From multimodality to embodied cognition: interpreting (through) gestures
This article illustrates a brief overview of results from an empirical research project, conducted in collaboration with the Moscow State Linguistic University’s Centre for Socio-Cognitive Discourse Studies (SCoDis), aimed at investigating the phenomenon of simultaneous interpreters’ gestural behaviour under increased cognitive load. Such an analysis could prove interesting not only for the field of interpreting studies but for professional reporting techniques such as respeaking, an activity in which the discipline of simultaneous interpretation is intrinsically embedded.
The literature on simultaneous interpreting (SI) has long defined this profession as an extremely demanding activity. In this respect, cognitive psychology refers to the notion of “cognitive load” or even “cognitive pressure” – the total amount of mental effort. This can be influenced by many factors, particularly task load and design.
Indeed, SI constitutes a stand-alone communicative activity. It implies interpreters’ ability to simultaneously understand the speaker’s inner world and match it with their own, in order to reproduce meaning through a linguistic channel to convey the intended message to a target audience whose different culture inevitably results in different world conceptualisations. Described as “the absurd but inevitable incongruence inherent in interpretation” (Poyatos 1997), this cannot fail to result in a significant increase in cognitive load.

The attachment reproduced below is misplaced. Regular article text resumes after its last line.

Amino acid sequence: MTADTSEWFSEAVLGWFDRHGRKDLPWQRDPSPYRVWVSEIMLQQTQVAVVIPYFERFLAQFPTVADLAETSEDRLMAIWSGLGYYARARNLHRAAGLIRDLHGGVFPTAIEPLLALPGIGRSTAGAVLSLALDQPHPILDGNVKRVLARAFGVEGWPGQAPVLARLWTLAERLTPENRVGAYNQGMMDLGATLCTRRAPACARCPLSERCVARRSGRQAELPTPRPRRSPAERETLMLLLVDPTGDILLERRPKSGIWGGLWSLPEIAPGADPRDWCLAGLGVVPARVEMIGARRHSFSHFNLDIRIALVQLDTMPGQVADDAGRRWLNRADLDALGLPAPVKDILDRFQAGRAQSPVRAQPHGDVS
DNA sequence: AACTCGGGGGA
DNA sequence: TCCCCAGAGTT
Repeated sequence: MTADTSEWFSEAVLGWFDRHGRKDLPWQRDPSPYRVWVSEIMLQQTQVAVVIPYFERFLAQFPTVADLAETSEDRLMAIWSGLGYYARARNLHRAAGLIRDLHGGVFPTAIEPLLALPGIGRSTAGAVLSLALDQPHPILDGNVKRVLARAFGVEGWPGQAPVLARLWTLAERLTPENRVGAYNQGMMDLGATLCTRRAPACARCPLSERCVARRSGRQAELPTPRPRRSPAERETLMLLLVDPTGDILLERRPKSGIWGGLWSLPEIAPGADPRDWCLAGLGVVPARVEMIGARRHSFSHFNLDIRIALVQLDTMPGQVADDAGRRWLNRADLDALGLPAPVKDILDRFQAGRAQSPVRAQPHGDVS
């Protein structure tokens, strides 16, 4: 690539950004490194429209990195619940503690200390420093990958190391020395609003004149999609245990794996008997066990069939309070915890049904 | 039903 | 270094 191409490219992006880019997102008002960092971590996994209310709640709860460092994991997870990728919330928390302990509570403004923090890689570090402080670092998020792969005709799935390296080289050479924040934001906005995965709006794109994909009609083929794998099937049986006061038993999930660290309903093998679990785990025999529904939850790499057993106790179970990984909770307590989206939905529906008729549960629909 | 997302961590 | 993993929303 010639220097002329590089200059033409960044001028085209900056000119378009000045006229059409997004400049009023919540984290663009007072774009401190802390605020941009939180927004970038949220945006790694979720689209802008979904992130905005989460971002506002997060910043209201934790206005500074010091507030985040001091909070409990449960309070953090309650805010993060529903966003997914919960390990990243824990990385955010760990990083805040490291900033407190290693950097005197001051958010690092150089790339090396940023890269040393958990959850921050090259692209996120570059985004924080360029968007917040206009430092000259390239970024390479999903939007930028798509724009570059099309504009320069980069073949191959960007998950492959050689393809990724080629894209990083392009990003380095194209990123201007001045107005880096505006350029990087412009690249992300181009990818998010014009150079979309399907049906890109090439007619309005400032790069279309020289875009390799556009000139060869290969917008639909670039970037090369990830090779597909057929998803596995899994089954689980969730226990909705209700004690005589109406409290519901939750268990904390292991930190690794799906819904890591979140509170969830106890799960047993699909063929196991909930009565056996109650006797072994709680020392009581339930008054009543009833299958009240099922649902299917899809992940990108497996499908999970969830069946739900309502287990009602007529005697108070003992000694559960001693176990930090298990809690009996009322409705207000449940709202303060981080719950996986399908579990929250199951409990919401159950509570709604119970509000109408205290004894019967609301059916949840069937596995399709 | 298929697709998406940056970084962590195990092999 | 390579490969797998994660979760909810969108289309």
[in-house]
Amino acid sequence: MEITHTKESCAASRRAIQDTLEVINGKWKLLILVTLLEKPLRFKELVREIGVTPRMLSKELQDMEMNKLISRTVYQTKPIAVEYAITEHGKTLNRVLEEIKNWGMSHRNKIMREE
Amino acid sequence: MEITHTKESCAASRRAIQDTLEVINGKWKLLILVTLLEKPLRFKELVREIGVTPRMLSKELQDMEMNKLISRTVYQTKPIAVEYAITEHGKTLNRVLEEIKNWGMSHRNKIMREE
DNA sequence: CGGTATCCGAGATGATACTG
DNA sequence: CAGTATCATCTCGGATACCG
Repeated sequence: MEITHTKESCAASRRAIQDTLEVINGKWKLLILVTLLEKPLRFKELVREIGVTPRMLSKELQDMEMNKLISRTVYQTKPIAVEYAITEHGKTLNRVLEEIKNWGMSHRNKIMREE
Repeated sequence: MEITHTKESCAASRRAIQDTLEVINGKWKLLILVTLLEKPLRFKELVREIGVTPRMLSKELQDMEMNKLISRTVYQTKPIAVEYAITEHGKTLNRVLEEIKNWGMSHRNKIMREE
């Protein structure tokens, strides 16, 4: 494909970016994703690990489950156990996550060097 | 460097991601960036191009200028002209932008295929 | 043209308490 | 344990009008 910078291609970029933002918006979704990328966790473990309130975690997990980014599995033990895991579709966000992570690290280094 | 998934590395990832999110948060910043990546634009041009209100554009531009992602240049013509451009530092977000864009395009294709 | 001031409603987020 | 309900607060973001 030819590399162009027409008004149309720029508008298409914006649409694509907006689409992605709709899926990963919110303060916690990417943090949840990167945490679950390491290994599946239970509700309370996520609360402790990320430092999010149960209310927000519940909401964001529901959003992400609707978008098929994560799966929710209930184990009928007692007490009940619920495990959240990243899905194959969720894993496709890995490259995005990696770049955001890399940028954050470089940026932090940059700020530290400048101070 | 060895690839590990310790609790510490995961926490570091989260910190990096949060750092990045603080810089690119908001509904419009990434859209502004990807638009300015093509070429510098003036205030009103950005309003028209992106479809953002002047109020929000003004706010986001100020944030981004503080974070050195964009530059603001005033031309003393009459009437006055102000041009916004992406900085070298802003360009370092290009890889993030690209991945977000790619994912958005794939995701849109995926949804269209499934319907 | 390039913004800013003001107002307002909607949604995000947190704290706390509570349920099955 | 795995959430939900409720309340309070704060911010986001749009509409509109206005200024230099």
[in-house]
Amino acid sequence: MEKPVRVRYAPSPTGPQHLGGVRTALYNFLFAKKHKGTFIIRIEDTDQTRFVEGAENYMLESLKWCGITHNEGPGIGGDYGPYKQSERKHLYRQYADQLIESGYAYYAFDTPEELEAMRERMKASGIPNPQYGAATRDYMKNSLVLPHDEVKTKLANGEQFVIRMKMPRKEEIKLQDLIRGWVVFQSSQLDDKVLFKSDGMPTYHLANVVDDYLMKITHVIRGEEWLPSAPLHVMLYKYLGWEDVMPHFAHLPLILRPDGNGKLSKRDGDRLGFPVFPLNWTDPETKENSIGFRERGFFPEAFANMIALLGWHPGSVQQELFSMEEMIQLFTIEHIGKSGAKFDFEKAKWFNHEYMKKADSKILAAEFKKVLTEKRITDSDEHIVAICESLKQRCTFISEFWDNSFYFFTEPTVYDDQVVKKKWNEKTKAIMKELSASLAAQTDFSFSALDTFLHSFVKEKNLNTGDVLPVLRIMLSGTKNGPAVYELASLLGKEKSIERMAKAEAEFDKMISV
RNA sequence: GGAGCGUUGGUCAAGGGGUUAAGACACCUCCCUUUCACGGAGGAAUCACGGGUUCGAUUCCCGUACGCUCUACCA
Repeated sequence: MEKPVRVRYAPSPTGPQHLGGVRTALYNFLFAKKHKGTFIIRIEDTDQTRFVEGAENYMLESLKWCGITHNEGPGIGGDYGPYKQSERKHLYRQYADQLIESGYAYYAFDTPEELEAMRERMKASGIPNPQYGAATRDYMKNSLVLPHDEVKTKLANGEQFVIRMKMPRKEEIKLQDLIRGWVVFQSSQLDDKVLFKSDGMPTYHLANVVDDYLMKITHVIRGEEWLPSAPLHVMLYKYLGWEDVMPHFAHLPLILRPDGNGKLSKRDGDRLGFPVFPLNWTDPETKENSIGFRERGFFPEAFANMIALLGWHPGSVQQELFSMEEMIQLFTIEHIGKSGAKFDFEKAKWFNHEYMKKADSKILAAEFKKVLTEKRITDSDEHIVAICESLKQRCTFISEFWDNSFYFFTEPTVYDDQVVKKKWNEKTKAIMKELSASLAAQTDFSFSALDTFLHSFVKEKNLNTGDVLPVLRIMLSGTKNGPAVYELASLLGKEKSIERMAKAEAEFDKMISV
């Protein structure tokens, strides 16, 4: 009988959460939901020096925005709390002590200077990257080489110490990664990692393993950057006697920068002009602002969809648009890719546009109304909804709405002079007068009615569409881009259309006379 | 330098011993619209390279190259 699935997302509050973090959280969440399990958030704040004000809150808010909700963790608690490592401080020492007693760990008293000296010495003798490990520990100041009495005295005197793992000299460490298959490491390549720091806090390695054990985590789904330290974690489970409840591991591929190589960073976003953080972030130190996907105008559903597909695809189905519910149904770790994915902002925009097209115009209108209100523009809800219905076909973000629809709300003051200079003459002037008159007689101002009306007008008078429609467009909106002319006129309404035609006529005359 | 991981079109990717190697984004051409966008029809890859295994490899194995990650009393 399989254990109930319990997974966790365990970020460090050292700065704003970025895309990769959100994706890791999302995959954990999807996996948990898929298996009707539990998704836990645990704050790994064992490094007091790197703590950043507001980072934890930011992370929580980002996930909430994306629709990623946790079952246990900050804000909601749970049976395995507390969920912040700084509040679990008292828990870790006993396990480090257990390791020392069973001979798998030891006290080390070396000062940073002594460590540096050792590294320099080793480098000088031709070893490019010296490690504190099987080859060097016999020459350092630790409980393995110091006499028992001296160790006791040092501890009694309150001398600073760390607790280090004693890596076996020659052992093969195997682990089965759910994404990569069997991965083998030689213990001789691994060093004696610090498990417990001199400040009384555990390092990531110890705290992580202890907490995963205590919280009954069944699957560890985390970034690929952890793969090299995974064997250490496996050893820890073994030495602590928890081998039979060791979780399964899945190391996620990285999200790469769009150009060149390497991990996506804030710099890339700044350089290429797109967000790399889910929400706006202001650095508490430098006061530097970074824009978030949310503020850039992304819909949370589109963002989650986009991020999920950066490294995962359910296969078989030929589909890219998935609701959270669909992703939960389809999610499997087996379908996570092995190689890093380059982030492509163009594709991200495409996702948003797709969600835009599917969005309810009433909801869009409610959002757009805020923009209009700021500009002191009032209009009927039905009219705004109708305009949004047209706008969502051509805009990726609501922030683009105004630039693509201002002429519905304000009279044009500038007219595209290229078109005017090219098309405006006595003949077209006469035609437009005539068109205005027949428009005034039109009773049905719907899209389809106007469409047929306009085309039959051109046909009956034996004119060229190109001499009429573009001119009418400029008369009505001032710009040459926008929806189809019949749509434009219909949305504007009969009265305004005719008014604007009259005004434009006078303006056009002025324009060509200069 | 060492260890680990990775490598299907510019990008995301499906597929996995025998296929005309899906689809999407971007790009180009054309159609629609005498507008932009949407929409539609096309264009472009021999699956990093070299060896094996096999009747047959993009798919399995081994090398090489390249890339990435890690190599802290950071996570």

While dealing with these extremely challenging requirements, simultaneous interpreters – even though seated in sound-proof booths or in more recent, pandemic times connected via some remote simultaneous interpreting platforms, and thus able to reach their audience only “monomodally”, using their own voices – have frequently (if not usually) been proven to carry out language perception and production-related activities along with gesturing.
As sustained by the concept of “economy of intermediate representation” (Setton 1999), based on Johnson-Laird and Byrne’s mental model theory of cognition (1983), interpreters can co-ordinate input and output through a mental modelling process, which makes both language comprehension and production faster and more accurate. This enables them to process any portion of a speech by creating “mental segmentations”, which can reduce listening, production, memory and co-ordination efforts (Gile 2008).
It inevitably follows that SI should be regarded as a multimodal process, matching the interpreters’ input and output “with the activated mental representations that are conceptually shared by two working languages” (Pavlenko 2009). That said, it is worth considering how gestures’ function fits into the context of multimodality in SI. The mind’s ability to create perceptual experience via mental models leads to the principle of “embodied cognition” and subsequently “embodied language processing”, which describe the human sensorimotor system as fundamentally integrated with cognitive and linguistic processing.